Decoration Day

It was native Illinoisan General John A. Logan, a Grand Army of the Republic (GAR)* founder and leader, who declared May 30th (1868) as "Memorial Day" and championed the cause as a national holiday.

The multiple origins of the first Decoration Day, the day’s original appellation, in 1866, indicate that the abundant bloom of spring flowers provided a natural opportunity to decorate soldiers’ graves. Memorial Day evolved to honor the dead from all American wars.  It also became a day of sports.  The Day became an official American holiday, February 10, 1966.

A month after the United States’ April 6, 1917 declaration of war on Germany,  the Chicago Tribune lists a copious spectrum of Memorial Day sports events: golf and tennis tournaments, rollers skating and bicycle races, regattas, harness racing, track meets, and the White Sox played Saint Louis at Comisky Park. 

May 1917 also witnessed the Council of National Defense's, established August 24, 1916, request that states create defense councils.  Illinois Frank O. Lowden appointed 15 men to the Illinois Defense Council, May 2, 1917.  Soon thereafter, neighborhood, community and municipal councils followed the goals set by the national organization to prepare for war.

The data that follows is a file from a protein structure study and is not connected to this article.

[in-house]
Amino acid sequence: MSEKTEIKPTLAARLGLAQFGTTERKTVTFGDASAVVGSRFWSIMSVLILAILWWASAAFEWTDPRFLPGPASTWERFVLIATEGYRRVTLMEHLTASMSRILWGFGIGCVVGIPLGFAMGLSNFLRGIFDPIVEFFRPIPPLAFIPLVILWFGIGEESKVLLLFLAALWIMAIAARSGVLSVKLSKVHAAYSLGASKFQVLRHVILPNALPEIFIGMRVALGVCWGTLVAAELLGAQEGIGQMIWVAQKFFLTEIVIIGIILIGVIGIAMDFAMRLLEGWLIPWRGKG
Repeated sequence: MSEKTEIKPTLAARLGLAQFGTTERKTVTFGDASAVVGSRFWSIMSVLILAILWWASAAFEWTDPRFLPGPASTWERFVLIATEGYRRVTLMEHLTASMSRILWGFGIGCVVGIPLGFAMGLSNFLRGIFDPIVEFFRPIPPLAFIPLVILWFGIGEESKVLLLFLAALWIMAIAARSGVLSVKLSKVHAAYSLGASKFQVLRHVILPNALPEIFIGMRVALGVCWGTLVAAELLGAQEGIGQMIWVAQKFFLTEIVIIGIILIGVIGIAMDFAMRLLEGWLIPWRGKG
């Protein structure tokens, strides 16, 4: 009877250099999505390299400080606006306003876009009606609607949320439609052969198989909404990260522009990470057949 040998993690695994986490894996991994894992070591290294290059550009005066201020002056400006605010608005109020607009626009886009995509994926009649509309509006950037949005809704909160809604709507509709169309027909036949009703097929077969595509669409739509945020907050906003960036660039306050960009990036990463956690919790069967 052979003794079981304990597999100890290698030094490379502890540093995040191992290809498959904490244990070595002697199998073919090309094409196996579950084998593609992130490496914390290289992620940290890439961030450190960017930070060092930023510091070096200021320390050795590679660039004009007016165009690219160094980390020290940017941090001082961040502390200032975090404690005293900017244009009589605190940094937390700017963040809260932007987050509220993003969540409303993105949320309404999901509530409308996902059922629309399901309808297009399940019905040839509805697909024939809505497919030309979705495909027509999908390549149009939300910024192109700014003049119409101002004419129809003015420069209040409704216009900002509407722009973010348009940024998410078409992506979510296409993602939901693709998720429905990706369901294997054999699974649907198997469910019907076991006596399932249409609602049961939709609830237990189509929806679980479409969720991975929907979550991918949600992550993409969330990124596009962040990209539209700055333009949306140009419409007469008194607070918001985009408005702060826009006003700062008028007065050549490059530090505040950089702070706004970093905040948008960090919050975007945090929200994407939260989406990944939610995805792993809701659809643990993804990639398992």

Highland Park Mayor Samuel M. Hastings led the City's efforts.  By Memorial Day,  the local defense council approved by-laws and defined members and committees. 

Highland Park Postmaster's enthusiastic response to a request for mailing addresses is preserved on the margins of correspondence in the Council's records, "Why, yes!  to be sure!  I go in for the Old Flag and an appropriation. WMD."  A 4th of July Parade committee led initial patriotic efforts. 

According to its May 1917 by-laws:
"The council is established to co-ordinate in a single organization all war activities undertake with the city of Highland Park...
To help win the war
To increase and conserve food supplies
To provide for the dependents to those in the service of the country
To give aid to returned soldiers and sailors
To further the work of all war activities approved by this council
To create a fund to finance this organization
To stimulate and direct community and patriotic sentiments into practical channels." 

Ravinia had its own councils and committees as indicated in this letter to Mayor Hastings, declining an appointment to the Council. 

Highland Park's Hecketsweiler Studio framed this photo. These gentlemen wear GAR* ribbons and pins, including a 1913 GAR 50th anniversary pin on the hat of the flag holder. City Clerk John Finney is 3rd from the left, back row; and notes indicate a person named Rettig is also in the photo. Anyone who has more information on this circa 1910s photo of Civil War Veterans is encouraged to contact the library. 

Highland Park Defense Council, records. Highland Park Archives and Local History Collections. Highland Park Public Library.
Final report of the State Council of Defense of Illinois, 1917-1918-1919.  Illinois State Library.


*Fraternal organization of Union Army veterans.




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